It is unclear yet if Microsoft plans to replace the win32 version of Paint that was part of all recent and not so recent versions of Windows with the application version Paint 3D, or if both will remain available at least for some time.
As a user of Windows 10, and Paint in particular, you are probably wondering how Paint 3D compares to the classic Paint desktop application.
Notes: Paint 3D is available as a preview version currently. While it seems likely that the version resembles the final product in functionality and interface, there is a chance that things are changed before release. Features may be pulled, interface elements moved, or new features introduced.
I’m not a designer and not the target audience. I have used Paint in the past, but only to paste a screenshot from the Clipboard and to save it afterwards. That’s why I will concentrate my observations on interface and differences in functionality mostly.
Microsoft Paint vs Paint 3D Comparison
The first thing that you may notice is that the new Paint 3D opens slower than the classic Paint program. This may not matter much if you use the program for a prolonged period of time regularly, but it may matter if you use it for quick tasks like the aforementioned saving of a screenshot.
Paint 3D displays a “getting started” page on Start with no apparent option to disable it. While it goes away when you paste an image into the application or drag a picture in the interface, it delays the start further if you want to start with a blank canvas.
It is possible that the page is only there during the preview period and that it will be removed or get an option to be turned off when Paint 3D is released fully.
The second thing that you may notice is that Paint 3D uses a tabbed interface at the top. While classic Paint used tabs as well, all but view related tools were accessible on a single toolbar.
This is no longer the case in Paint 3D as it divides tools on six different tabs. The following tabs are provided from left to right:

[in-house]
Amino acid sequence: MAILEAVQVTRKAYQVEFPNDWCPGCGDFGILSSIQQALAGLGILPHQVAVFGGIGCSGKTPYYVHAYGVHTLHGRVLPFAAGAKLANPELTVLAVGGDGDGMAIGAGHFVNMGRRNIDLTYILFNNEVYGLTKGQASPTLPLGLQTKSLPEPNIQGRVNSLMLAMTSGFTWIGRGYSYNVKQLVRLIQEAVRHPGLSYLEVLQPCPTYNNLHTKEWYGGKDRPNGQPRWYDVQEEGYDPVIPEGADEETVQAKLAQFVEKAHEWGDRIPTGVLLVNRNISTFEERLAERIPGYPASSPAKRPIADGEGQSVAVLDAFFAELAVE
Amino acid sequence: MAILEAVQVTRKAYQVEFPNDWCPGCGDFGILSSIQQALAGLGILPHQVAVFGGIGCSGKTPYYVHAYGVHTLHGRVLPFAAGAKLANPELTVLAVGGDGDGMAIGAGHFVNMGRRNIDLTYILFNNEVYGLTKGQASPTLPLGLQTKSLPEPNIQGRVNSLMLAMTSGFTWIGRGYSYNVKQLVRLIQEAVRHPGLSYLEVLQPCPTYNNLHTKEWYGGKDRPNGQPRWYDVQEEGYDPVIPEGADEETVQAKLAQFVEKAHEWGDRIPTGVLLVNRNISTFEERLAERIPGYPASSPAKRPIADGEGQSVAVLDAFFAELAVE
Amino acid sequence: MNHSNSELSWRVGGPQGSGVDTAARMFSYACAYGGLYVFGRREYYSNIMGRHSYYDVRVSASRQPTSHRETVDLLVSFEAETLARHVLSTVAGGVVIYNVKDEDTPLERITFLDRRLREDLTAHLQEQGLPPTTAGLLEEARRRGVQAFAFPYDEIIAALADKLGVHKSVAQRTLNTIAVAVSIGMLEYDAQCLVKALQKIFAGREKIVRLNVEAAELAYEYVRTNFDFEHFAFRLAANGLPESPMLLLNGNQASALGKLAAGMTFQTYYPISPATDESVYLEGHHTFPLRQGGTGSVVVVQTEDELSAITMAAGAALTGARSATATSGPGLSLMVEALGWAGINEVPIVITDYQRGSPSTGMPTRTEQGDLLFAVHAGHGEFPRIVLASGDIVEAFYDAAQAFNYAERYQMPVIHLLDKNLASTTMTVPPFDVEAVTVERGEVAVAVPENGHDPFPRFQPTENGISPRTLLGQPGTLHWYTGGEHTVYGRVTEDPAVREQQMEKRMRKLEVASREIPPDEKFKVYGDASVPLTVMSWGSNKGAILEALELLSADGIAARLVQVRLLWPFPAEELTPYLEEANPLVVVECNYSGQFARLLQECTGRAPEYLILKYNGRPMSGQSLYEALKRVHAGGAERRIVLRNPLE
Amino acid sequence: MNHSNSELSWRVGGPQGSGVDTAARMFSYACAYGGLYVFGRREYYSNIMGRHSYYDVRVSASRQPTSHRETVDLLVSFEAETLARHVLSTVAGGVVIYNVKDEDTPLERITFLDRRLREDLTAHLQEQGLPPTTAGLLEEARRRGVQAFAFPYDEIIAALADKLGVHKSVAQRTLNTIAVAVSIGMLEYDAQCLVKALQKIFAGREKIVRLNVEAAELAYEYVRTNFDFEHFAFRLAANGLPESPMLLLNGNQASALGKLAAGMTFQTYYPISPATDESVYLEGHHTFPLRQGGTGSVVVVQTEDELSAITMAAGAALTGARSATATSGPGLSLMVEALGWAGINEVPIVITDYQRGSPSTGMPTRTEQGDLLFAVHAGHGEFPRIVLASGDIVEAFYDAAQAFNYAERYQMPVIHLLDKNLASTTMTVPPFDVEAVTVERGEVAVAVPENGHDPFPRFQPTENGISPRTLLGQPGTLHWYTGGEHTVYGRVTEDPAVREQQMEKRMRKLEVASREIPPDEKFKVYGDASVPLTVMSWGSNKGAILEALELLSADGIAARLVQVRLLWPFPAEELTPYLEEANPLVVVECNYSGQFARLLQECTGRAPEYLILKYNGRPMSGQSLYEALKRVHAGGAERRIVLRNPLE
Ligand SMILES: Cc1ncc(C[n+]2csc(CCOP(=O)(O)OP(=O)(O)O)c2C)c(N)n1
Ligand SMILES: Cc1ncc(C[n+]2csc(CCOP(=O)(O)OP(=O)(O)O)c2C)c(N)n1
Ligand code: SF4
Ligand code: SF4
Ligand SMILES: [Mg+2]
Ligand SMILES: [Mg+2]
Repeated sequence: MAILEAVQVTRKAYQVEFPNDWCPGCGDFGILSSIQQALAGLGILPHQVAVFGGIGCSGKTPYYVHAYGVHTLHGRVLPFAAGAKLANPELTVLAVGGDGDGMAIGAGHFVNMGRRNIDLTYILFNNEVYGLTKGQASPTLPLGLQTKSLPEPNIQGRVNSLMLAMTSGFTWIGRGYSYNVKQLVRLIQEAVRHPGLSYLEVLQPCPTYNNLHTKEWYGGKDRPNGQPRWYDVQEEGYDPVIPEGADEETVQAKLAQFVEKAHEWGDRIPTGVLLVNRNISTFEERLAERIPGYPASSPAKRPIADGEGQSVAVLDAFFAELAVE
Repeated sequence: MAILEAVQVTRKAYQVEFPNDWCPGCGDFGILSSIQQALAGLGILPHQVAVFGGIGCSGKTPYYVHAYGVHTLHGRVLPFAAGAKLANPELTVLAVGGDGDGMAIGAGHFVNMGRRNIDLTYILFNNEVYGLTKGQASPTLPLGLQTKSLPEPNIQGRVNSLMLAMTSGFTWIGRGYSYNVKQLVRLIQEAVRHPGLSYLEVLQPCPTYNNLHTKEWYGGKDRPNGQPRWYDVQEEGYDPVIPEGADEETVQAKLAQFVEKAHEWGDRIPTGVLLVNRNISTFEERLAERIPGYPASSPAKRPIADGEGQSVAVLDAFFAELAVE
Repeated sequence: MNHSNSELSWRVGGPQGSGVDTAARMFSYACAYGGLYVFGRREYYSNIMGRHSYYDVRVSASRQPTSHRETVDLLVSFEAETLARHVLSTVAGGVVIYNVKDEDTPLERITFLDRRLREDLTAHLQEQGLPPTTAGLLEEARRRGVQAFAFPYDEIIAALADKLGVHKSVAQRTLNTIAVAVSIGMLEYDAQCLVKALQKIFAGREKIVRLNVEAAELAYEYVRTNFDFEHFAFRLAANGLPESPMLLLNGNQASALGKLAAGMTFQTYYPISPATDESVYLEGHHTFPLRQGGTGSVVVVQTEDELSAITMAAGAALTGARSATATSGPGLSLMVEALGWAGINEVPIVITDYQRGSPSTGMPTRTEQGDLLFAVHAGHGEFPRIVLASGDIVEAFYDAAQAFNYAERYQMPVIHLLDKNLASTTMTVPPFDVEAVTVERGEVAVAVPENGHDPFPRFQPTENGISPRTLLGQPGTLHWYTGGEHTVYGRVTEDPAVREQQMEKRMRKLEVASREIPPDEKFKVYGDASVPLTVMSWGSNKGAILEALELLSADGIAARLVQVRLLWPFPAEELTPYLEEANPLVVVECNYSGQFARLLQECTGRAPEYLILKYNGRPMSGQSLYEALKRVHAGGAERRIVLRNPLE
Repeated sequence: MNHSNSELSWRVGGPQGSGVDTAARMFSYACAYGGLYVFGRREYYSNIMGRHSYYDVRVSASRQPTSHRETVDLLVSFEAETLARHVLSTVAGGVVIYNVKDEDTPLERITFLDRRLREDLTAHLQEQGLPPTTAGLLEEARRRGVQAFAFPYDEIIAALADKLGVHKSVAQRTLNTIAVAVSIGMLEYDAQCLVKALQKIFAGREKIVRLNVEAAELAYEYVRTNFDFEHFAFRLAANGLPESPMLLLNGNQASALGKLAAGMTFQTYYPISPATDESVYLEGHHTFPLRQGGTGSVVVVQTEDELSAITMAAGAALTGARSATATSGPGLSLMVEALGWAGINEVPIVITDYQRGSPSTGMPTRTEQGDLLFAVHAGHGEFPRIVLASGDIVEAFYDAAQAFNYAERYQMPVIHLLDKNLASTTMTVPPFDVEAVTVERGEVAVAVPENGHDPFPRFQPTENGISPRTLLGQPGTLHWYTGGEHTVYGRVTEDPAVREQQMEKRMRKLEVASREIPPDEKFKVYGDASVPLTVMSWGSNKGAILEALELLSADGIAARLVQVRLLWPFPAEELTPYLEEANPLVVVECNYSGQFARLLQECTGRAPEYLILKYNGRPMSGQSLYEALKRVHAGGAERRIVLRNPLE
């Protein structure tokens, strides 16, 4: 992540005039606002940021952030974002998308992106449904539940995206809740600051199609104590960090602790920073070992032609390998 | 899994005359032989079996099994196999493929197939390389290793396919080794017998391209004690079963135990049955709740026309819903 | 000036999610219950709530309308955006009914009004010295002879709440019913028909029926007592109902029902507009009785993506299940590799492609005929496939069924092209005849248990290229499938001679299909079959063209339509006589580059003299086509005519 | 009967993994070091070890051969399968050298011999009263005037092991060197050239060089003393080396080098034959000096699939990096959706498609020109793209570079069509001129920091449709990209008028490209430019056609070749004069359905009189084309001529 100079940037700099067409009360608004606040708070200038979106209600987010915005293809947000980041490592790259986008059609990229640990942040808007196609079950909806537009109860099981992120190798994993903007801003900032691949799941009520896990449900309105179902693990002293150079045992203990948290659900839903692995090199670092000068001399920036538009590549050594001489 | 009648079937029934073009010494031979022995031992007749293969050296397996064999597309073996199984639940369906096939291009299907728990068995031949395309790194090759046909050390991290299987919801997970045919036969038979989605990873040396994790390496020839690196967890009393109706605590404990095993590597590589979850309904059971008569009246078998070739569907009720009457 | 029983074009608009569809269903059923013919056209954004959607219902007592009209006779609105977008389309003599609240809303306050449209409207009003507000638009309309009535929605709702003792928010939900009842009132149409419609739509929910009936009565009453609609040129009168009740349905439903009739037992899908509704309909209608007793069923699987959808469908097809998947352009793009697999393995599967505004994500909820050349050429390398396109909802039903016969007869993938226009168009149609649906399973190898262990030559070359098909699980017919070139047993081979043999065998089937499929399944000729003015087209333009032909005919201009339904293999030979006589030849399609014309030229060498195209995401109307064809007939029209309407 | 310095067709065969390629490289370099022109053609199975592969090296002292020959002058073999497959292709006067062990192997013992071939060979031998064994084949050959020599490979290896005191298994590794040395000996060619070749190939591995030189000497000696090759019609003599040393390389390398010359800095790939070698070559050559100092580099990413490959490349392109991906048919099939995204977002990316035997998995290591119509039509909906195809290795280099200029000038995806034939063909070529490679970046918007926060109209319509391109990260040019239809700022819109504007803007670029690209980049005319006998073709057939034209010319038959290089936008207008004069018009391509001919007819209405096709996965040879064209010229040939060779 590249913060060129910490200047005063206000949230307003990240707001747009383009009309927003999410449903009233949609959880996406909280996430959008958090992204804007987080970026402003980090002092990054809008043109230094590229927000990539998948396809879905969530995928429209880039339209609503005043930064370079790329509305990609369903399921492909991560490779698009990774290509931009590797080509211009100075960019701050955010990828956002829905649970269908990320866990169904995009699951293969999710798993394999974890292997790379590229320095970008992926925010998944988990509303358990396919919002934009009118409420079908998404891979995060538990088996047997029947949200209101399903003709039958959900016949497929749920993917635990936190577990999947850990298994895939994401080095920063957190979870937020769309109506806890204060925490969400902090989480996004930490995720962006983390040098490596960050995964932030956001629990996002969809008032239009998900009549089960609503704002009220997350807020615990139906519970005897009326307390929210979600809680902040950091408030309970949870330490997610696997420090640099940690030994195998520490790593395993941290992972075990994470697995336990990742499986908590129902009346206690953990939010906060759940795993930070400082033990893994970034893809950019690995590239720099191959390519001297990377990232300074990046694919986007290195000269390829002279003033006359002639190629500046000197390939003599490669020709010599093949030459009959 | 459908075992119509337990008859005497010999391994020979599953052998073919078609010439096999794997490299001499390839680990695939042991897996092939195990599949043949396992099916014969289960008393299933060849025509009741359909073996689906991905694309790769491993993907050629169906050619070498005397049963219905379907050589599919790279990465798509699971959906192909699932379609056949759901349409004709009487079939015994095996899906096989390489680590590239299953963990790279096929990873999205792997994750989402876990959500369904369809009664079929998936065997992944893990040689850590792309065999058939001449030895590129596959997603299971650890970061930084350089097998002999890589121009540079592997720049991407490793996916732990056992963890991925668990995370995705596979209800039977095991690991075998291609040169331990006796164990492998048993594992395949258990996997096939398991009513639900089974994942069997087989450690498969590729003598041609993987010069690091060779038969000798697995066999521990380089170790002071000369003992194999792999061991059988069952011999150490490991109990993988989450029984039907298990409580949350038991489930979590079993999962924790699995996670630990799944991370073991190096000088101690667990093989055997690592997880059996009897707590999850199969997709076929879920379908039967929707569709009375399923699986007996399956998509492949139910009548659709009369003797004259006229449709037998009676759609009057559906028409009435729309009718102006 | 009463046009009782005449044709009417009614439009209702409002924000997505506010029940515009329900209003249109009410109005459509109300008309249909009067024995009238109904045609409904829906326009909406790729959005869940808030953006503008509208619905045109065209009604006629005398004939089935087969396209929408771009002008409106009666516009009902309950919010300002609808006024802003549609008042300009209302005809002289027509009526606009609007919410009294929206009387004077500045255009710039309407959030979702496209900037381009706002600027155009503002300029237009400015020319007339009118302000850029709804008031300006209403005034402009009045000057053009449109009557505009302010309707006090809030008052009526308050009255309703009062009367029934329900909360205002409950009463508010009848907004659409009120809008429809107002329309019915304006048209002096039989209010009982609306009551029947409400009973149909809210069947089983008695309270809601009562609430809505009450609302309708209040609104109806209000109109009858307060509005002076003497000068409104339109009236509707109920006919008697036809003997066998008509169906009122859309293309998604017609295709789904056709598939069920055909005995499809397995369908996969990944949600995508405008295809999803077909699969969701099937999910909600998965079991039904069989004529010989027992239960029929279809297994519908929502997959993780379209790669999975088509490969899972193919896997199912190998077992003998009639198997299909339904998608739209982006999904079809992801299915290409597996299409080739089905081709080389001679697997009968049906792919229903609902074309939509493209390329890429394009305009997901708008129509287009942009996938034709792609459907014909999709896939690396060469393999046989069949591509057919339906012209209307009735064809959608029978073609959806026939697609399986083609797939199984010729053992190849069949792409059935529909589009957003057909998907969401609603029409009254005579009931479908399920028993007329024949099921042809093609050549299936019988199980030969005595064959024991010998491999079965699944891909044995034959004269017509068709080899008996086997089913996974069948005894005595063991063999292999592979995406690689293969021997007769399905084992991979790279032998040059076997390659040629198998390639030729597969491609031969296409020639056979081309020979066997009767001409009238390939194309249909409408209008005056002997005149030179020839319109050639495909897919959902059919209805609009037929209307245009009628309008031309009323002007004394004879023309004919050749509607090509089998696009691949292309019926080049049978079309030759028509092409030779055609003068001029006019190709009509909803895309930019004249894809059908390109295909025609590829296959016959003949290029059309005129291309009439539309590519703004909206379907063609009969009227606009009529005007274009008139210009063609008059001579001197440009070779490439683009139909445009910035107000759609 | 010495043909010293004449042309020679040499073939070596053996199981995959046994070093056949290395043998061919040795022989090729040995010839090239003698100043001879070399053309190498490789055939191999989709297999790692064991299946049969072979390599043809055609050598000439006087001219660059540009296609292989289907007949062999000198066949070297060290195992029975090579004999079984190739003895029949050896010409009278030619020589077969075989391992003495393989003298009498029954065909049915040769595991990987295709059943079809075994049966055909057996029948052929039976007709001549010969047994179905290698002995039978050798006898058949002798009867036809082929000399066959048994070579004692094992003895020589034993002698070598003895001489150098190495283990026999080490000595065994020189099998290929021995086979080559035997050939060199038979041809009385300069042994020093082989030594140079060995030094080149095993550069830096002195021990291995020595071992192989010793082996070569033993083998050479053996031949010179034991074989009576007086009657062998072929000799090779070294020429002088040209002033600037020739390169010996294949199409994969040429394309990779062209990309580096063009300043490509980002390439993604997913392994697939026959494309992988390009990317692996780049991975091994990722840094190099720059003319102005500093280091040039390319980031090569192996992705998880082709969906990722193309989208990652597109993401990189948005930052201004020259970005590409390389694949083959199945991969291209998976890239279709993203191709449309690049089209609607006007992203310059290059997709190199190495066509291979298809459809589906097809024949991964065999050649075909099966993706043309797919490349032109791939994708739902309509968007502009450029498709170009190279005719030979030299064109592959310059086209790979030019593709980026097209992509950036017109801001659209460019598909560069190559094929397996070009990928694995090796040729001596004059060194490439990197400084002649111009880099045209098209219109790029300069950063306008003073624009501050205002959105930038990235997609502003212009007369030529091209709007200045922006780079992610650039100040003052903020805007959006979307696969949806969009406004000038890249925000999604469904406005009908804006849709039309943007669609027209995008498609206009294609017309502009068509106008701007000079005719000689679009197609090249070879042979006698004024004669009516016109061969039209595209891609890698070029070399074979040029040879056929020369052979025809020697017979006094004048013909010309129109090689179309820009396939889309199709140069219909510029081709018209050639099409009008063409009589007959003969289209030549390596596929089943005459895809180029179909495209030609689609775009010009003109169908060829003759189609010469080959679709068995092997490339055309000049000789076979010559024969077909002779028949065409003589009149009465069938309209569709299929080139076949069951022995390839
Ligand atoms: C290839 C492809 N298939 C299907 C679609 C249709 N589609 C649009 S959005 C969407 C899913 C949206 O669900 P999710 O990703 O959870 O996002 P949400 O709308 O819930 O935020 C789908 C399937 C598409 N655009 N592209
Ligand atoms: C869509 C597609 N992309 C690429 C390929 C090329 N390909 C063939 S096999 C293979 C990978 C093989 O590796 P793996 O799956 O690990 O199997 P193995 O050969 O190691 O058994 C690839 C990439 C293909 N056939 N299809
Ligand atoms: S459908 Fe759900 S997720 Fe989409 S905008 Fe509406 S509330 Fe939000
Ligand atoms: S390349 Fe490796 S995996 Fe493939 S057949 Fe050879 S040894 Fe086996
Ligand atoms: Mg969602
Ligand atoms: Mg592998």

- Tools: Lists different drawing tools, e.g. pencil, eraser and fill.
- 3D Tools: Tools that power the new 3D functionality. Create 3D models, or add them to your images.
- Stickers: Add stickers to your images.
- Text: All text related functions, e.g. adding text, changing fonts and so on are available here.
- Backdrop: Change the backdrop size and other backdrop related options.
- Effects: Apply filters to the image.
Paint 3D offers more functionality than the classic Paint. The 3D functionality is probably the most visible new feature but you find a couple more. You can use Paint 3D to upload images or join a community. The latter did not work for me as it is available only to users from the United States, Canada, Australia or New Zealand currently.
The new app is optimized for touch input; all buttons, sliders and toggles are big and easy to tap on.
As far as missing features are concerned, there are a couple. There does not seem to be a scanner option anymore, and the option to set an image as the desktop background is missing as well.
Format support is identical, but Paint 3D does not support different save presets for Bitmap images anymore.
It will be interesting to see if the Windows 10 community welcomes Paint 3D. It is not a bad program, and the new functionality makes it interesting to a whole new audience. Then again, this is not the classic Paint that you got in and out in less than five seconds saving a screenshot in the process.
Now You: Paint or Paint 3D, which one do you favor and why?